News 2008

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One-day Conference on Burren Archaeology

A seminar detailing the findings of the Burren INSTAR Project is to be given at the Burren College of Art Ballyvaghan, Co. Clare on Saturday 13th December 2008.

Pottery seminar

2nd October 2008
TVAS staff recently attended a very interesting seminar led by Clare McCutcheon, Ceramic Analyst, on medieval and post-medieval ceramics found in Ireland. Also in attendance were Christy Cunniffe, Galway Monuments Advisor and Simon Large, Clare County Archaeologist. The seminar was held at the Clare Museum, Ennis and the tables were littered with pottery sherds of various dates and items from Clare’s personal collection. Clare led the group through the types of pottery found in Irish archaeological sites from the 5th century onwards and taught everyone how to identify the different fabrics and vessel forms. The hints and tips she provided, for example how to distinguish between Irish, English and French medieval ceramics, will prove useful in archaeological fieldwork and the background information she gave on the politics and economics of the pottery industry were fascinating in their own right.

Attendees were also encouraged to bring in items they had at home for identification. Kim O’Shea brought in her great-grandmother’s mixing bowl from Virginia, USA for Clare to look at and was delighted to learn that the bowl is tin-glazed earthenware. The small, tight cracking in the glaze shows that the bowl was in daily use, and the inside of the bowl has ‘stacking’ marks, meaning that when the bowl was fired in a kiln another ceramic piece was stacked inside to save space. Clare commented, ‘if archaeology is to engage the general public, it is pieces like Kim’s bowl that helps to establish a connection between the study of the past and people’s everyday lives ’.

ClarePeople page 1

Heritage Week 2008

Caherconnell final poster
2nd season of archaeological excavation at Caherconnell Cashel: August 24th to 31st

TVAS (Ireland) Ltd are organising a second season of excavations at one of County Clare's most important monuments. Last year, with the help of volunteers and specialists from the National University of Ireland, Galway and Queen's University Belfast, we excavated a small trench within the cashel that demonstrated that the fort was used into the medieval period.

See for further information.

This year we will be extending our investigations at the high-status settlement site to what appears to be an underground passage - known as souterrain.

The excavation will be directed by Graham Hull of TVAS, a County Clare archaeological consultancy and will be assisted by Dr Michelle Comber of NUI Galway.

For further information about this excavation please e-mail Graham Hull ( or John Davoren (

"Archaeological Expedition Ponidzie"
             Field School in Poland

Michalowice/Ciuslice - an iron age cemetery of ancient germanic warriors and their families.
The latest project of the "Archaeological Expedition Ponidzie". Join this summer (August 2008) and learn more about them and their times.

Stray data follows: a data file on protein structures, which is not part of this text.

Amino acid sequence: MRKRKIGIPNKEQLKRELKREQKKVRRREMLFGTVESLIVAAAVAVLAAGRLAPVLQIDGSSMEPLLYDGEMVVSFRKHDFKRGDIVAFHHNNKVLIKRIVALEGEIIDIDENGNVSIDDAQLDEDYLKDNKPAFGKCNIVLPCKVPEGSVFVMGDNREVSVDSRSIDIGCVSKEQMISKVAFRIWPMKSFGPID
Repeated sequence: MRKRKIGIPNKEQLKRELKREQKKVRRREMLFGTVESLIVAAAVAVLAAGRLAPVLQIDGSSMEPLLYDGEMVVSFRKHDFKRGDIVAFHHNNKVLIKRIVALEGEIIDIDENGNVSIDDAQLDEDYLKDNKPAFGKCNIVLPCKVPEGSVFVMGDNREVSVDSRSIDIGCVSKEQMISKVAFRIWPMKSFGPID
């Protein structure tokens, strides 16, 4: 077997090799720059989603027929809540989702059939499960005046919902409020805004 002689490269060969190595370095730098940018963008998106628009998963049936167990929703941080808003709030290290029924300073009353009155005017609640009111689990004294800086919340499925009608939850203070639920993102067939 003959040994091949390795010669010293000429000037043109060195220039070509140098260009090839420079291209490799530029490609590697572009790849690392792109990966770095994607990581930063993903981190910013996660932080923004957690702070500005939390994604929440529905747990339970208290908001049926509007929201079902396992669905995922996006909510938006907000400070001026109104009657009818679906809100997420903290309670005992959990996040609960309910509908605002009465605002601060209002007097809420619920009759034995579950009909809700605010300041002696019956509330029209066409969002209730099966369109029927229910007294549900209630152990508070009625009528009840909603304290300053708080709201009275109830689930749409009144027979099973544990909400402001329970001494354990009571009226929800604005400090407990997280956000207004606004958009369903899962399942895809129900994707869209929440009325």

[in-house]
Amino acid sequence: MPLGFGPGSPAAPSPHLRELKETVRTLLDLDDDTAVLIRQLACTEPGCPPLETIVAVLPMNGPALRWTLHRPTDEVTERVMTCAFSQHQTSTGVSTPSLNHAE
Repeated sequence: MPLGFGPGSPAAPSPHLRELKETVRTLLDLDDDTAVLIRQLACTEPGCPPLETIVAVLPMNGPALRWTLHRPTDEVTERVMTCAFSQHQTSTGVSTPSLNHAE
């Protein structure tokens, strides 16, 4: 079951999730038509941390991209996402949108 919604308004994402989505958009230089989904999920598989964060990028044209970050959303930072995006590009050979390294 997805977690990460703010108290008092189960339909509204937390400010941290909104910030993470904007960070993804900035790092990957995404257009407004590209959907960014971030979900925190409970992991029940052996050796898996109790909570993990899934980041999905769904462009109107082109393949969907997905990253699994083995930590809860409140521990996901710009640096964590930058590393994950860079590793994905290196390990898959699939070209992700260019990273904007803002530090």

'Tasting Irish Heritage'
Monday 7th July 2008 - Slow Food Clare recently hosted an evening of archaeology and a six-course meal featuring locally-sourced produce at Caherconnell Stone Fort & Visitor Centre. Graham Hull, TVAS Ireland, kindly gave an interesting lecture outlining the results of last year’s excavations within Caherconnell ringfort. He also led the large group of attendents around the ringfort pointing out features & answering several questions from the crowd. Following the lecture, over 70 attendees sat down for a six-course meal, served ‘family style’ that showcased in-season foods that were all sourced directly from local Clare Producers. Kim O’Shea, TVAS Ireland & Slow Food Clare, said ‘This innovative event really caught the imagination of many people, and it was great to hear that those who were not sure if they would attend were truly swayed by the archaeology lecture that preceded the dinner’.

29 June - 6 July WAC (Sixth World Archaeological Congress, Dublin, Ireland)

Staff from TVAS Ireland attended WAC - World Archaeology Conference - in Dublin in early July. They made the most of the event by splitting up to attend several lectures during the week and have a wealth of information to add to the already bulging reference shelves. TVAS staff created two posters for display at WAC, titled ‘Annaholty Bog: Marginal Landscape or Major Routeway’ and ‘Foundations of Bronze Age Settlement in the Kilmastulla Valley’. Both posters were well-received and initiated good discussions with other Archaeologists. Margaret McNamara, TVAS Ireland, said ‘the Conference was a real oppurtunity to hear about the ways in which Archaeologists work in the other parts of the world. This is something that escapes your mind when involved in the day-to-day work here in Ireland, and it was really interesting to hear that in Japan Archaeologists find themselves delving into the same issues that we have here in Ireland’.



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